In the same chapter, Goodheart gives an account of fiery white abolitionist orator Abby Kelley, who “nearly lost her audience when she declared that black men and women were no different from whites under the skin.” In the course of the narrative, we learn about Kelley’s marriage and future, but we must turn to the back of the book, to a postscript, to find out what happened to Bagby (who returned north in 1863, married a Union soldier and lived happily until 1906). It’s a small but telling detail.
Following a well-researched and lively chapter about the siege of Fort Sumter, Goodheart tells the tale of Elmer Ellsworth, a soldier, law clerk and close friend of Lincoln’s, who led a group of Union soldiers made up mostly of New York firemen in a regiment called the Zouaves, modeled after a French elite fighting force that was itself modeled after some fierce baggy-pants- and fez-wearing Algerian tribesmen.
“A short man even by the standards of his time, Ellsworth seems almost dwarfed by his own elaborate uniforms, blooming profusions of plumed hats, sashes, epaulettes, and medals. Add his hippie-length hair and droopy mustache, and he might almost be a member of a 1970s rock band.” Goodheart does not note the irony of Union soldiers wearing African garb.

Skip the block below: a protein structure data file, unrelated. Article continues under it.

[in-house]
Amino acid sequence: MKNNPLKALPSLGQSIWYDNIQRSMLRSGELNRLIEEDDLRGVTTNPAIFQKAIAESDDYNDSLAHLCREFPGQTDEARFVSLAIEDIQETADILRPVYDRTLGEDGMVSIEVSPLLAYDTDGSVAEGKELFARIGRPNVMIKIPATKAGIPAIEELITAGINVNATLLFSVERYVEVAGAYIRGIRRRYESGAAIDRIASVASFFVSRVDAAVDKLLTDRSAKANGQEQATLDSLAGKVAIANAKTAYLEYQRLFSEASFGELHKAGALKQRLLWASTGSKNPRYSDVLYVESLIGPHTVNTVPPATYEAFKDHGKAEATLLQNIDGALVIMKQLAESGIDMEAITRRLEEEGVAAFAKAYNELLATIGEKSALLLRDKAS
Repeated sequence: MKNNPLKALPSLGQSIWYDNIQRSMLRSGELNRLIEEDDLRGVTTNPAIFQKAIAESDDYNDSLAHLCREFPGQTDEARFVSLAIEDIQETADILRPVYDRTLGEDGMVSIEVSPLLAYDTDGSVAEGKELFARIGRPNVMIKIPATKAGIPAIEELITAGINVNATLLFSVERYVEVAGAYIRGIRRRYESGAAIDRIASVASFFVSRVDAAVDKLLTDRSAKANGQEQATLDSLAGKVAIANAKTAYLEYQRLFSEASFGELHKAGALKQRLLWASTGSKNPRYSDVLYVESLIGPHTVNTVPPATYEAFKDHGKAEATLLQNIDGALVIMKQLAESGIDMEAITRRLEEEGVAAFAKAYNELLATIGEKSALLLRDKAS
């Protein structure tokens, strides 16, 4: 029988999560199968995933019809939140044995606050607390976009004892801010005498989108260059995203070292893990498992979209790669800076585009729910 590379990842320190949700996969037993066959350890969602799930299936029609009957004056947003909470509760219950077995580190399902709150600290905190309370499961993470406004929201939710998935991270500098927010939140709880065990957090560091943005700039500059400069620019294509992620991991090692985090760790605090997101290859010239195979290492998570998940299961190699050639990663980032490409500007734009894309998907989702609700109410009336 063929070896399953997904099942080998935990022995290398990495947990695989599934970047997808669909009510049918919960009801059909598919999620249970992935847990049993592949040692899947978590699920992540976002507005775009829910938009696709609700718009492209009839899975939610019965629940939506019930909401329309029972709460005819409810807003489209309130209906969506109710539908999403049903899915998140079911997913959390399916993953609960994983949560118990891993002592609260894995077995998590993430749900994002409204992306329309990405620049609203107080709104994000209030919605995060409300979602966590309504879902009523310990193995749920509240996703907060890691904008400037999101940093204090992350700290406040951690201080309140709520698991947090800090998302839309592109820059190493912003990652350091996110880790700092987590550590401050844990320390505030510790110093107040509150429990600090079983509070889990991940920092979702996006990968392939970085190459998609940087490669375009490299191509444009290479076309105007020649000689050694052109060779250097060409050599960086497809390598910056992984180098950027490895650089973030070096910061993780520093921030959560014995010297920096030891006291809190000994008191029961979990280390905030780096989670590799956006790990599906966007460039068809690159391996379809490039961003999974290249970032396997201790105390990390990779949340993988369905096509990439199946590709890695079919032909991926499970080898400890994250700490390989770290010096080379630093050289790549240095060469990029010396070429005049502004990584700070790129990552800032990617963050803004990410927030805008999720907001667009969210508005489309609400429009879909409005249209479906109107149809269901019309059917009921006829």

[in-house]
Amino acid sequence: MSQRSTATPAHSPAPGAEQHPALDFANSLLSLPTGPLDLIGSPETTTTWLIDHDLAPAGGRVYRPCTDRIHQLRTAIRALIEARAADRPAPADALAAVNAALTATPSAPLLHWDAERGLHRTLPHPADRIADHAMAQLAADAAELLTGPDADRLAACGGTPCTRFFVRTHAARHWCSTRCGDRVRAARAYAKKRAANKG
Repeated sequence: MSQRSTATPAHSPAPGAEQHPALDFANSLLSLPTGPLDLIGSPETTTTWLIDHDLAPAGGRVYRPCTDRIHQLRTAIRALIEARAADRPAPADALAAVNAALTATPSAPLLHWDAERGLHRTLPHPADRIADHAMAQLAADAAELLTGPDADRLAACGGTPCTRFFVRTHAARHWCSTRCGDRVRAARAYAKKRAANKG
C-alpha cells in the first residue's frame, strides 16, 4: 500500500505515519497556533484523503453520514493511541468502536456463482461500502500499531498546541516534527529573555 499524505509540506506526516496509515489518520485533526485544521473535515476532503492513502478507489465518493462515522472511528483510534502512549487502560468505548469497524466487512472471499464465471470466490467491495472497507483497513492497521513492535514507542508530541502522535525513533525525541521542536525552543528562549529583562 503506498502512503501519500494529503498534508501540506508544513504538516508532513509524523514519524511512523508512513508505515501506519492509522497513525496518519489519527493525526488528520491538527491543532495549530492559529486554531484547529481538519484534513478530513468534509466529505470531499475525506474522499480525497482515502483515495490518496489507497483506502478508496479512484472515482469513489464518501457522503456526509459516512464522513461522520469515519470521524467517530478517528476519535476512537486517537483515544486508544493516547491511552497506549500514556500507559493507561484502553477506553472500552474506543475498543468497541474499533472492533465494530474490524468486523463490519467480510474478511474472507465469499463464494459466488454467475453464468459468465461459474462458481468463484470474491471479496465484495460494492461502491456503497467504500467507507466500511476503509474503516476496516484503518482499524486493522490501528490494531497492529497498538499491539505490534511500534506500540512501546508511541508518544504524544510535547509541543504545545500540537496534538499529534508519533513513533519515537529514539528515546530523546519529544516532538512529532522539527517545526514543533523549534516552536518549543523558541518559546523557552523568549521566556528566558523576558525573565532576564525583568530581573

Perhaps to meet modern demands for diversity, Goodheart offers one chapter on a woman and another on a trio of fugitive slaves. He relates the story of Jessie Benton Frémont, the daughter of Missouri Sen. Thomas Hart Benton and the wife of the explorer and senator Col. John C. Frémont.
Curiously, given the public careers of so many abolitionist women, black and white (such as Frances Harper, Angelina Grimké Weld, Lucretia Coffin Mott and Lydia Maria Child, none of whom appears in the index), Goodheart writes, “Mrs. Frémont was, naturally, forbidden from speaking before an audience or appearing in print under her own name.” Really? Tell that to Harriet Beecher Stowe. Yet Goodheart gives Frémont, a woman who did not lecture publicly and wrote next to nothing under her own name, partial credit for saving “California for the Union.”
Finally, Goodheart tells the story of three fugitive slaves — Frank Baker, Shepard Mallory and James Townsend — who slipped away while building gun platforms and entrenchments for Confederate soldiers in Virginia after hearing that they would be sent further south, to North Carolina. The three approached Union guards at Fortress Monroe and were famously claimed by Maj. Gen. Benjamin Butler as “contraband of war,” and were not to be returned to their owners under the Fugitive Slave Act. Soon scores of fugitive slaves sought refuge in the fort.